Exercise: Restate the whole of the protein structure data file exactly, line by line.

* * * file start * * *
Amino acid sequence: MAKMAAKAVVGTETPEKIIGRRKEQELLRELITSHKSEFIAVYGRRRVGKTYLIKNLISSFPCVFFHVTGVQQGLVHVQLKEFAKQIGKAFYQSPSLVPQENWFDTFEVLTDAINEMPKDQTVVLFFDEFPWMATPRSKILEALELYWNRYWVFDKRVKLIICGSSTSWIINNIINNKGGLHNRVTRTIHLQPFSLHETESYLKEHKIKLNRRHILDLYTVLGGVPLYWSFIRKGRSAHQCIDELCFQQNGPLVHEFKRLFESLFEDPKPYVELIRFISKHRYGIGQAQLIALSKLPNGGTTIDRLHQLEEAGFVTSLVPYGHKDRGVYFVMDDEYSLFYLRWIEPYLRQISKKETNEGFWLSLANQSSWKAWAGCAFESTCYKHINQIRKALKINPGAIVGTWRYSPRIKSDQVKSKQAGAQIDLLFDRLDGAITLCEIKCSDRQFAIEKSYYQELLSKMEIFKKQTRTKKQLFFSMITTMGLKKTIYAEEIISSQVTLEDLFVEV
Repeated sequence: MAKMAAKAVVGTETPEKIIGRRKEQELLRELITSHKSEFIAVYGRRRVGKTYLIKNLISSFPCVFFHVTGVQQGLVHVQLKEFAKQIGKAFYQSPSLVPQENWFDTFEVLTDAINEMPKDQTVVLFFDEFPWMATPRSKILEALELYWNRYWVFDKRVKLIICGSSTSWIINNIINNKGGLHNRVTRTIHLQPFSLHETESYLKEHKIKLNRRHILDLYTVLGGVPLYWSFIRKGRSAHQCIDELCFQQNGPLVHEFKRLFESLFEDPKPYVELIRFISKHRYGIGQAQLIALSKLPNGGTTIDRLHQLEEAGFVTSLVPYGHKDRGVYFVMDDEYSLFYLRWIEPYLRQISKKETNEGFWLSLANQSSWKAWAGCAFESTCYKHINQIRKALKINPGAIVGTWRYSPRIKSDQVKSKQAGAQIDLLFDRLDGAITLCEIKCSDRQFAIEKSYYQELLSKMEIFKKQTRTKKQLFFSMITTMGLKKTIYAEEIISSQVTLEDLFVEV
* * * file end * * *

Amino acid sequence: MAKMAAKAVVGTETPEKIIGRRKEQELLRELITSHKSEFIAVYGRRRVGKTYLIKNLISSFPCVFFHVTGVQQGLVHVQLKEFAKQIGKAFYQSPSLVPQENWFDTFEVLTDAINEMPKDQTVVLFFDEFPWMATPRSKILEALELYWNRYWVFDKRVKLIICGSSTSWIINNIINNKGGLHNRVTRTIHLQPFSLHETESYLKEHKIKLNRRHILDLYTVLGGVPLYWSFIRKGRSAHQCIDELCFQQNGPLVHEFKRLFESLFEDPKPYVELIRFISKHRYGIGQAQLIALSKLPNGGTTIDRLHQLEEAGFVTSLVPYGHKDRGVYFVMDDEYSLFYLRWIEPYLRQISKKETNEGFWLSLANQSSWKAWAGCAFESTCYKHINQIRKALKINPGAIVGTWRYSPRIKSDQVKSKQAGAQIDLLFDRLDGAITLCEIKCSDRQFAIEKSYYQELLSKMEIFKKQTRTKKQLFFSMITTMGLKKTIYAEEIISSQVTLEDLFVEV
Repeated sequence: MAKMAAKAVVGTETPEKIIGRRKEQELLRELITSHKSEFIAVYGRRRVGKTYLIKNLISSFPCVFFHVTGVQQGLVHVQLKEFAKQIGKAFYQSPSLVPQENWFDTFEVLTDAINEMPKDQTVVLFFDEFPWMATPRSKILEALELYWNRYWVFDKRVKLIICGSSTSWIINNIINNKGGLHNRVTRTIHLQPFSLHETESYLKEHKIKLNRRHILDLYTVLGGVPLYWSFIRKGRSAHQCIDELCFQQNGPLVHEFKRLFESLFEDPKPYVELIRFISKHRYGIGQAQLIALSKLPNGGTTIDRLHQLEEAGFVTSLVPYGHKDRGVYFVMDDEYSLFYLRWIEPYLRQISKKETNEGFWLSLANQSSWKAWAGCAFESTCYKHINQIRKALKINPGAIVGTWRYSPRIKSDQVKSKQAGAQIDLLFDRLDGAITLCEIKCSDRQFAIEKSYYQELLSKMEIFKKQTRTKKQLFFSMITTMGLKKTIYAEEIISSQVTLEDLFVEV